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    5 tips for making your vote count on Election Day

    With the significant impact elections have on our country, would it be surprising to hear that only 38 percent of eligible Americans voted in the 2010 election? What happened to the other 62 percent of voters?

    Perhaps it’s an overwhelming amount of information. Or maybe it’s a lack of access to the right information that keeps voters from feeling engaged. With the November mid-term elections quickly approaching, now is the time to learn more about candidates and issues on the ballot so you can make your vote count.

    Here are five tips for staying informed and updated on the latest with local races and issues that matter so your vote counts on Election Day:

    1. Know where to go
    It’s important that you have registered to vote and know the local polling location where you can go to cast your ballot. Call your local city hall or visit, a nonpartisan website. Additionally, learn about absentee voting options if you’ll be traveling on Election Day.

    2. Get a go-to guide
    Elections are personal and your election information should be as unique as you are. Whether you’re focused on the races on the biggest stage or those handling business just down the street, the Bing Voter’s Guide is designed to bring you the most comprehensive, balanced and reliable information based on the races, ballot measures and issues that matter to you this November.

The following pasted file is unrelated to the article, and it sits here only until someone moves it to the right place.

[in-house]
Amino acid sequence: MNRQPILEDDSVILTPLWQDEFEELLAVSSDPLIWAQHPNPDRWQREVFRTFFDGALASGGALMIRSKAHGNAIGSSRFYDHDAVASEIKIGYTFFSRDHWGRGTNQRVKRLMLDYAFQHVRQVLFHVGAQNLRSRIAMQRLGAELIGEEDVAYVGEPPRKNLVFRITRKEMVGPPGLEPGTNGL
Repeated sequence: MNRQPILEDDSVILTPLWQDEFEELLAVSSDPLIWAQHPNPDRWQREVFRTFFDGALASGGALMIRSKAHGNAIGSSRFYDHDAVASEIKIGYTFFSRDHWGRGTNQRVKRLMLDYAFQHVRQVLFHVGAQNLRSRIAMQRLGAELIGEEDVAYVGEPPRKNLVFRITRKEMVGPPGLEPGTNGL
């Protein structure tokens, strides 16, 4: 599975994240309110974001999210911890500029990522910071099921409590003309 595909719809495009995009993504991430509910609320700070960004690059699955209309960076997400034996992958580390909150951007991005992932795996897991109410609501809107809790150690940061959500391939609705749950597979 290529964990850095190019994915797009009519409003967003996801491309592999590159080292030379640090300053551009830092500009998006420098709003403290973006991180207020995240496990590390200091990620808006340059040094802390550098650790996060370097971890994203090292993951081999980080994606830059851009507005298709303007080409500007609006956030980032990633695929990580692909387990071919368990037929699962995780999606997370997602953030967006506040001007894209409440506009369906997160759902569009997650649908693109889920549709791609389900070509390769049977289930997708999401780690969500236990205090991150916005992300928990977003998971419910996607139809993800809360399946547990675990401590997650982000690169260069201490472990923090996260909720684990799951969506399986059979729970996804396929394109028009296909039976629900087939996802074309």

3. Use customized tools
    Voters are looking for customized tools and information to help them make the right decision this fall. With Bing Predicts, you can see the impact voting results will have on top issues and get the latest news on how key races at the local, state and national levels will affect you. Visit to learn more.

    4. Cast your vote
    Make time in your day to visit your local polling place. Know voting hours and what form of identification is acceptable beforehand. To save time, avoid peak voting periods like over the lunch hour. Many states have laws that require employers to give employees time off to vote, so learn about your rights. Additionally, some cities allow voting by mail, so ask if that is an option for you.

    5. Watch the results
    Your local news stations and government websites should report on voting results. You can follow the polls on Election Day after voting is closed or get results the next morning. No matter the results, you should feel proud you learned about the issues affecting your community and took action to vote and make a difference.

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